{uunet | philabs | seismo}!steinmetz!crdos1!davidsen
"Stupidity, like virtue, is its own reward" -me

Ward Christensen-

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Dec 21, 1987, 12:47:35 AM12/21/87
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Re: shopping for VGA & monitor: CAUTION! I bought the STB VGA Extra,
because I had had other STB products, which were "OK", and because STB
was one of the first available.
I bought the Magnavox professional multi-mode monitor, because it
was rated high in a magazine article for its analog mode capabilities.
The combination simply doesn't work together. The VGA is apparently
a fixed-frequency scan, which may or may not work with traditional
multi-mode (-sync, -scan, whatever) monitors.
I have to adjust a recessed screw (pot) in the back to have the screen
filled vertically as I switch from cga to ega to vga emulation. ALso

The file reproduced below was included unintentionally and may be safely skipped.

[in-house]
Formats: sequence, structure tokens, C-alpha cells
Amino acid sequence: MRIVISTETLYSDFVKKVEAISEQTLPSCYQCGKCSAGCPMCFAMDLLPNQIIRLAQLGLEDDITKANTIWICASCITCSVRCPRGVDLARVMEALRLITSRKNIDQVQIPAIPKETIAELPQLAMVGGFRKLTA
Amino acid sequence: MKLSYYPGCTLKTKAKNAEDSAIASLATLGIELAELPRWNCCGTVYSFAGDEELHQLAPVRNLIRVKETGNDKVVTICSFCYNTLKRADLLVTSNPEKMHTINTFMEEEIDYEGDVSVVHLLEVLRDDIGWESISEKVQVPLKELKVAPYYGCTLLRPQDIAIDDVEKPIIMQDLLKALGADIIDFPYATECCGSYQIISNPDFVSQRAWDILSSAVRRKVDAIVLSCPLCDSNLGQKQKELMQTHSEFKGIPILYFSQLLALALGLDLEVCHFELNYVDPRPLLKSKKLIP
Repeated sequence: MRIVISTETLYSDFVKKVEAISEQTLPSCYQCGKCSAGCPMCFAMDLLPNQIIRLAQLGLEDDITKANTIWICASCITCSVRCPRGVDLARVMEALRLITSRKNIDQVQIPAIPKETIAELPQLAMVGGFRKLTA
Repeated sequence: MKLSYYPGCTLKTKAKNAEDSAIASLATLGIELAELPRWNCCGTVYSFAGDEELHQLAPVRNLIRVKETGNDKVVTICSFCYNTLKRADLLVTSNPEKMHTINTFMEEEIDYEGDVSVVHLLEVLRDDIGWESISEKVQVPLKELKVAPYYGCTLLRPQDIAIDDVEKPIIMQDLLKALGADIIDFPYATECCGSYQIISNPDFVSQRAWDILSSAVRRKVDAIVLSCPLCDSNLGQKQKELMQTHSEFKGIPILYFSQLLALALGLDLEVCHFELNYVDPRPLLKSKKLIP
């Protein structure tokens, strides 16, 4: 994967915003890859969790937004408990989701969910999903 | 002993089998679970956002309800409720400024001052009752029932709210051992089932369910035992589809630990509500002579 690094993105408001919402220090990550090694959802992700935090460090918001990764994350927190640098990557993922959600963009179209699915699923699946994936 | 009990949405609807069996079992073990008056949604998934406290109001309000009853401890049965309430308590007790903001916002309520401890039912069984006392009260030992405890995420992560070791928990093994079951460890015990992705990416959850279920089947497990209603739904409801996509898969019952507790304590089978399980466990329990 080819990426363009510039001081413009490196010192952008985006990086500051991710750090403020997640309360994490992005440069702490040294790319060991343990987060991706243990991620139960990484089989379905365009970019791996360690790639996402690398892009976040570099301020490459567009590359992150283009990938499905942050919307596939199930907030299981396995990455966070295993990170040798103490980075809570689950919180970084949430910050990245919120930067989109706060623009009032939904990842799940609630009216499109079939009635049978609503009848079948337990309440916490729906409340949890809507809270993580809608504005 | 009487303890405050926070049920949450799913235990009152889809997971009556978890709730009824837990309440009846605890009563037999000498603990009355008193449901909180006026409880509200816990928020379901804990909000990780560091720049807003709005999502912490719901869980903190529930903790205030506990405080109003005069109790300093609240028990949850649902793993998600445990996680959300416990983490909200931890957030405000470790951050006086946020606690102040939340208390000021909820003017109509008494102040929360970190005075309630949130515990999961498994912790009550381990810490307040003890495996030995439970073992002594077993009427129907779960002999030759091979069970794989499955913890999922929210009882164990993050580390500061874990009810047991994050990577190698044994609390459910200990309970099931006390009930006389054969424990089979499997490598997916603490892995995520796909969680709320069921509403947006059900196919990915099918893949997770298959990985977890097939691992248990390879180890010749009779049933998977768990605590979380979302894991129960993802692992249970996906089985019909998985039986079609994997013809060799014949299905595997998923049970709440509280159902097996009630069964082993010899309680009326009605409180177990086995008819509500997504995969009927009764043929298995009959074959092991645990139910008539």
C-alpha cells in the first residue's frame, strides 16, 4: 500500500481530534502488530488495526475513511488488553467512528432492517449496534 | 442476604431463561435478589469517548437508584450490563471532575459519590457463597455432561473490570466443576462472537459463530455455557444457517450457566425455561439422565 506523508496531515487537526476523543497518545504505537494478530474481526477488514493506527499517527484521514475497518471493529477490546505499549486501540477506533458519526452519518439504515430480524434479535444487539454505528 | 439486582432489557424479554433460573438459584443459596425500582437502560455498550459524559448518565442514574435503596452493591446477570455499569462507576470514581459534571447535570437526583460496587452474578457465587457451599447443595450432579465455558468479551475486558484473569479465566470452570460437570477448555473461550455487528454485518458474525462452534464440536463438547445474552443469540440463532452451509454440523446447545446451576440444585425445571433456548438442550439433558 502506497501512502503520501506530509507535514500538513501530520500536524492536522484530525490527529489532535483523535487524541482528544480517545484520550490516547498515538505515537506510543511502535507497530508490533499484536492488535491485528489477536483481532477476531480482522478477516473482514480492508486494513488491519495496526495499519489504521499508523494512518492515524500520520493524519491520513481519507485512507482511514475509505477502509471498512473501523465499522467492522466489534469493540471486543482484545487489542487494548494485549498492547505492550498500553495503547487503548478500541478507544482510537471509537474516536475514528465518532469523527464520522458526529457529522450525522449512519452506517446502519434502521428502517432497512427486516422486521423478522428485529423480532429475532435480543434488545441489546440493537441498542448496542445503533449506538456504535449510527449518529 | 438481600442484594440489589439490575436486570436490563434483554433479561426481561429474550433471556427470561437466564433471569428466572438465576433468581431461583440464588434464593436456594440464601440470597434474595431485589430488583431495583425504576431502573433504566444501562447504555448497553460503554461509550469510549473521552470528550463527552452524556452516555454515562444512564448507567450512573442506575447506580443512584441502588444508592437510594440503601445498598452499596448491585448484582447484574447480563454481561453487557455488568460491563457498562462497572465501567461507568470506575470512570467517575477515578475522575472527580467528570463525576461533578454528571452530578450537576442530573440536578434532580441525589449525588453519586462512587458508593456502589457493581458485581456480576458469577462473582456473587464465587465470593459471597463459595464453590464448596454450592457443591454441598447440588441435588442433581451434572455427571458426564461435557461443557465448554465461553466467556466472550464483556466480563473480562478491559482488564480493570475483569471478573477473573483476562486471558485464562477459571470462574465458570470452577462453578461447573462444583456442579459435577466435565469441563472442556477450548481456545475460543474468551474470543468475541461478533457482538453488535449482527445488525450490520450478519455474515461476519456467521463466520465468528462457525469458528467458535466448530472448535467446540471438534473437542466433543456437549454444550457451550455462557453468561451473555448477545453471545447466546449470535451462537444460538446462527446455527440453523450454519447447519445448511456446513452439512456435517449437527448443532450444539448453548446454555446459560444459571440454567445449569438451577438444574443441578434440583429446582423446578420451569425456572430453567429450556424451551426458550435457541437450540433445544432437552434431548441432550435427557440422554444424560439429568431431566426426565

the VGA emulation is terrible - "glistening" colors etc.
STB promised a ROM update months ago, I even got a shipping paper for
it, but they didn't come thru - they called to ask for a board swap -
and I've seen nothing in about 3 weeks.
They are supposedly coming out with a "better" board, but I hear the
upgrade from mine would be $240. Makes me wish I'd bought a $100
EGA clone, and forgotten the VGA stuff. (though the 256 color stuff
is "fun", and the board doesn't flicker like a true IBM VGA when
writing to the palette registers.)

Mike Ewan

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Dec 21, 1987, 11:25:24 AM12/21/87
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In article <82...@steinmetz.steinmetz.UUCP> davi...@crdos1.UUCP (bill davidsen) writes:
>In article <22...@tekig5.TEK.COM> joh...@tekig5.TEK.COM (John Blankenagel) writes:
>| I am planning to buy a better display system soon. I want to replace my